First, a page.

US 4773432 A
A catheter for maintaining the patency of a blood vessel damaged during the course of angiography or angioplasty procedures comprising a toroidal coil whose adjacent turns are tightly wound and in contact with one another over a majority of the length thereof but which are separated from one another over a predetermined longitudinal dimension near the distal end thereof. The tightly wound touching coils may be covered with a Teflon coating and when the catheter must be used to maintain patency in a coronary artery, it is advanced along the guide wire of an angiography or angioplasty catheter until the open turn portion of the bail-out catheter bridges the site of the damaged vessel. After the angiographic or angioplasty catheter and its guide wire are removed, the bail-out catheter remains in position so that blood can flow through the open turns of that catheter and beyond until such time as surgical repair can be made.
1. A method of restoring and maintaining a blood vessel in a patent condition following damage to the endothelial lining thereof during the course of a catheterization procedure until surgical intervention can be accomplished, comprising the steps of:
(a) removing the angiography/angioplasty catheter from said blood vessel, leaving a guide wire in place;
(b) fitting the open distal end of an elongated wire helix over said guide wire, said wire helix having closely spaced, touching turns over a majority of its length and an integrally formed segment of spaced-apart turns proximate a distal end thereof; and
(c) advancing said elongated wire helix over said guide wire until said integrally formed segment of spaced-part turns is juxtaposed with the site of damage to said endothelial lining to support said lining and preventing same from occluding said blood vessel.
I. Field of the Invention
This invention relates generally to medical apparatus used in a catheterization lab, and more particularly to a so-called "bail-out catheter" to be used in an emergency situation where the endothelial layer of a coronary blood vessel has been torn during the catheterization procedure and means must be provided for maintaining the blood vessel in a patent condition to prevent cell starvation distally of the injury site.
II. Background of the Invention
In angiography procedures where it is desired to visualize a portion of an organ such as the heart, a guide wire may first be introduced through a surgical opening in a vein or artery and then advanced through the vascular system to a desired location. Following that procedure, an angiographic catheter is advanced along the guide wire until its distal end is proximate a coronary ostium. Then the guidewire is withdrawn. Next, a radiopaque fluid is to be injected to render the site visible on a fluoroscopic screen.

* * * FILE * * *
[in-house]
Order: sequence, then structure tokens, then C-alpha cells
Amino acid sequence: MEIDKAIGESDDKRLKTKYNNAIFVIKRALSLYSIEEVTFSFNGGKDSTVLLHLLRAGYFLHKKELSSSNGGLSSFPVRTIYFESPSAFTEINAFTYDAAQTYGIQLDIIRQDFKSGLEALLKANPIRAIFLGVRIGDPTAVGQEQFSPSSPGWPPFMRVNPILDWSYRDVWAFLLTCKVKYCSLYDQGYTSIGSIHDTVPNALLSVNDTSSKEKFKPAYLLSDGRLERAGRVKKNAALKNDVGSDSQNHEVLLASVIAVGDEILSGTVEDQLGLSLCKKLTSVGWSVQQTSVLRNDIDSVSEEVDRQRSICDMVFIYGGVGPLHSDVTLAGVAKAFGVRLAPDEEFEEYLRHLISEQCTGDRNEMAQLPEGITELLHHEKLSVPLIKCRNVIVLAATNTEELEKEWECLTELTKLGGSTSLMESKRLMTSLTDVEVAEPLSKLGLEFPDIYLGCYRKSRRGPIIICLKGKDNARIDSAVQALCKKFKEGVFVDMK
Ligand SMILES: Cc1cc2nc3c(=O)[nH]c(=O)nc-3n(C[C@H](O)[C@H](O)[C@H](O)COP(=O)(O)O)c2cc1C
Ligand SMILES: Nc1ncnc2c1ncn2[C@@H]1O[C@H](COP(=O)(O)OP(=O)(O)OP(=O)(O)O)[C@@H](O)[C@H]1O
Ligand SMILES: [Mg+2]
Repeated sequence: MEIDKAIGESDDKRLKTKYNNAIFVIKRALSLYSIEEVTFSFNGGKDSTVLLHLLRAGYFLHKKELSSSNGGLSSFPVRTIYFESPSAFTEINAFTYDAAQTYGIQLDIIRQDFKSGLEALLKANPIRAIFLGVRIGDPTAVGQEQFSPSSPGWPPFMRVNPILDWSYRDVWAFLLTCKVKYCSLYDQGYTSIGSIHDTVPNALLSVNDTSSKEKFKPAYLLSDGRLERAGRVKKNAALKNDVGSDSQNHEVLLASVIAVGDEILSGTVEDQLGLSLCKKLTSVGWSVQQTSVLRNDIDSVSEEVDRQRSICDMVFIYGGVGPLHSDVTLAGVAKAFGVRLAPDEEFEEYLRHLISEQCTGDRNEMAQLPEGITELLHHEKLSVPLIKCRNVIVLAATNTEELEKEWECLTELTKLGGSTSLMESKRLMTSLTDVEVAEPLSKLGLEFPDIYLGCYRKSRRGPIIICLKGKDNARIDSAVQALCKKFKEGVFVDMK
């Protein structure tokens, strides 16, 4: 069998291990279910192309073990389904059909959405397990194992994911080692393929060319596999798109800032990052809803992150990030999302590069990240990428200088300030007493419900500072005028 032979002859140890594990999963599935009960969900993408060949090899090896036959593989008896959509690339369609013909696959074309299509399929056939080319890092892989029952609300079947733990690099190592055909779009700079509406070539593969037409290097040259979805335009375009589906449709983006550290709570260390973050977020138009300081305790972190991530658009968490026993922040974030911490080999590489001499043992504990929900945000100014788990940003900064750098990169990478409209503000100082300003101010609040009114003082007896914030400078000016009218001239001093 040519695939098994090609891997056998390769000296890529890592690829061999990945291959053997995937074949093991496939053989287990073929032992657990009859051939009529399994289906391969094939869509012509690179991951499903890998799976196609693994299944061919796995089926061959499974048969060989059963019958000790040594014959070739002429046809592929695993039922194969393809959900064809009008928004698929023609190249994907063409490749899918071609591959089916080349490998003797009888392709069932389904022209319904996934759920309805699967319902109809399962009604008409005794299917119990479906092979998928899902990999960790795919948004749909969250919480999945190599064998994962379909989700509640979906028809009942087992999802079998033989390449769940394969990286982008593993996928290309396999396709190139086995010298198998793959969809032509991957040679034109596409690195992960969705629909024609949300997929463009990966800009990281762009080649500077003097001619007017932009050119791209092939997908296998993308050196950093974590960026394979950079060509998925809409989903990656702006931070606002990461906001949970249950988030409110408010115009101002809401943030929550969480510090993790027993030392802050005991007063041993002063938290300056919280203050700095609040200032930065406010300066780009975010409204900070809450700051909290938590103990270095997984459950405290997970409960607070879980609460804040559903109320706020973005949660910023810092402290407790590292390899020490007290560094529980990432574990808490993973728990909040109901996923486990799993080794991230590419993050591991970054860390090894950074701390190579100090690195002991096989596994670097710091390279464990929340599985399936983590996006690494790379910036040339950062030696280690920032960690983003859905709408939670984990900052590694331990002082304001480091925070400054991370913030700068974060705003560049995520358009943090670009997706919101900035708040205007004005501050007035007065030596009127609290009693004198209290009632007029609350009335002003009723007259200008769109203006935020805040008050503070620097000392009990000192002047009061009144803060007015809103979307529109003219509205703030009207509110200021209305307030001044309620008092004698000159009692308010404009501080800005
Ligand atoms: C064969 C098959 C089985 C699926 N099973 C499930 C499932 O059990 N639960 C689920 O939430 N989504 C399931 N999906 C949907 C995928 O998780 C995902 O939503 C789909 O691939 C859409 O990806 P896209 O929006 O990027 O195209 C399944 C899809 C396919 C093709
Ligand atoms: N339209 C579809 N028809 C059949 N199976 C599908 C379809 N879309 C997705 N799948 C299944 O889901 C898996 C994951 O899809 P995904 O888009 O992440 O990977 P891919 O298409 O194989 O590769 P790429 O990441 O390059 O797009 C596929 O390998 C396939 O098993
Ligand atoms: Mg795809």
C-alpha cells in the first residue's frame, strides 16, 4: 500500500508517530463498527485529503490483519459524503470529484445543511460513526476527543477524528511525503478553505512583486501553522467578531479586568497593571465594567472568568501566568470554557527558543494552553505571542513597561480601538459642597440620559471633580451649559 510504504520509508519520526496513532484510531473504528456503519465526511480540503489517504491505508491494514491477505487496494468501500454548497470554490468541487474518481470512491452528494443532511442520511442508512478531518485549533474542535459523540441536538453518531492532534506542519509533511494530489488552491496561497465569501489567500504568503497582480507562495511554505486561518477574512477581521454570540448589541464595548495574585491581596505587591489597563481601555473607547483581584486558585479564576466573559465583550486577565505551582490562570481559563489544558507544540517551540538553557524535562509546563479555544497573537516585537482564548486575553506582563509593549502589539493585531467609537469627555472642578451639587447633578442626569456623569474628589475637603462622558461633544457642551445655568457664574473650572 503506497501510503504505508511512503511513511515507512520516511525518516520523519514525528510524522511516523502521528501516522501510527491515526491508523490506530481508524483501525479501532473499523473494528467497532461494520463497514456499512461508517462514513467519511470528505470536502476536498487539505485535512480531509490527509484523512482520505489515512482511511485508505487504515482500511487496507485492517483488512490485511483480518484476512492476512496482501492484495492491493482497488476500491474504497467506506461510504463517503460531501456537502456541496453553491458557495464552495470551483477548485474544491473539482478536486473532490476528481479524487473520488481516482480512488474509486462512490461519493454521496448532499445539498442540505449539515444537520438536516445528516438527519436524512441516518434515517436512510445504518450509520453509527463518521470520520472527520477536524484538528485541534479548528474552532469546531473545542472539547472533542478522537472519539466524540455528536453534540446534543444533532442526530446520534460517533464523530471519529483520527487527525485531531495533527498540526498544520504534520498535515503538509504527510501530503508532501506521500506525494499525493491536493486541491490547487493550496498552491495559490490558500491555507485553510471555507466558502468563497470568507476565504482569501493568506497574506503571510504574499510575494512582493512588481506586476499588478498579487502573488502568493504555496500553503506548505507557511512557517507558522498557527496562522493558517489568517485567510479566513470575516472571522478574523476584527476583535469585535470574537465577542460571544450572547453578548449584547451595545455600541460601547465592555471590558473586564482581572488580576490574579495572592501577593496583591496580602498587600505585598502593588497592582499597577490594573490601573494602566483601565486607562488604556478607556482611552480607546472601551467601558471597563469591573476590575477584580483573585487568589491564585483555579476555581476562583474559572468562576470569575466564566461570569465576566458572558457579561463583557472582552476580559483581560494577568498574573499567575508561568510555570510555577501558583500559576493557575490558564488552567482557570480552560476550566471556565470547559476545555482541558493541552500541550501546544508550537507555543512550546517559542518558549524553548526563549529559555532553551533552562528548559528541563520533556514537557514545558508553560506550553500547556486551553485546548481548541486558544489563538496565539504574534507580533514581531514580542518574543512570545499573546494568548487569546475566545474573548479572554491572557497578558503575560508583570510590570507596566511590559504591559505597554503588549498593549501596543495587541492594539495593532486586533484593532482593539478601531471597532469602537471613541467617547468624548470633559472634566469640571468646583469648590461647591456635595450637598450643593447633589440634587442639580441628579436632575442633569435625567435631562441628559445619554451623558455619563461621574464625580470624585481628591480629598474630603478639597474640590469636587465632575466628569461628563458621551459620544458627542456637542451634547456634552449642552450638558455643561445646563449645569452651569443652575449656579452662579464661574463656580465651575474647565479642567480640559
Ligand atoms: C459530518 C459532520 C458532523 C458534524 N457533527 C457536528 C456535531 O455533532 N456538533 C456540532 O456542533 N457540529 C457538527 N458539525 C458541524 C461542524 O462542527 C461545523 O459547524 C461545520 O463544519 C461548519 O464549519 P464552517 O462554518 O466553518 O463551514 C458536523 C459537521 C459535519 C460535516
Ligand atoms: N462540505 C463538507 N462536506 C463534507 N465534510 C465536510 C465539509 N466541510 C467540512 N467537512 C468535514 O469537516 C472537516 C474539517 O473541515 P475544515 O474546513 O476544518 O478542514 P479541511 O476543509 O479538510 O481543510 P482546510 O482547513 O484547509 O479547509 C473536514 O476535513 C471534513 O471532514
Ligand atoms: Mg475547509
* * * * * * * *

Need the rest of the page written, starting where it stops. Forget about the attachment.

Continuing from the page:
In a somewhat similar fashion, when coronary transluminal angioplasty procedures are to be used to dilate a stenotic lesion, a balloon catheter is routed through the vascular system to the site of the lesion and then the balloon is inflated to spread or open the blood vessel at the site of the lesion.
In carrying out the above procedures, it can happen that the endothelial layer of the blood vessel in the coronary artery can be damaged to the point where the vessel collapses or such that a flap-like remnant can pull loose from the wall of the blood vessel and potentially occlude the blood vessel. Should such an episode occur, it is essential that patency be restored before downstream heart tissue is starved of its necessary oxygen. Advanced Catheter Systems, Inc. of Mountain View, Calif., offers a bail-out catheter in the form of an elongated plastic tube which is provided with a pattern of holes approximately 0.020 in diameter near the distal end thereof, the idea being that blood can flow through these apertures and beyond the site of the blood vessel damage. It has been found, however, that this commercially available bail-out catheter may become non-operational after relatively short periods of time due to clotting of the blood in the pattern of apertures.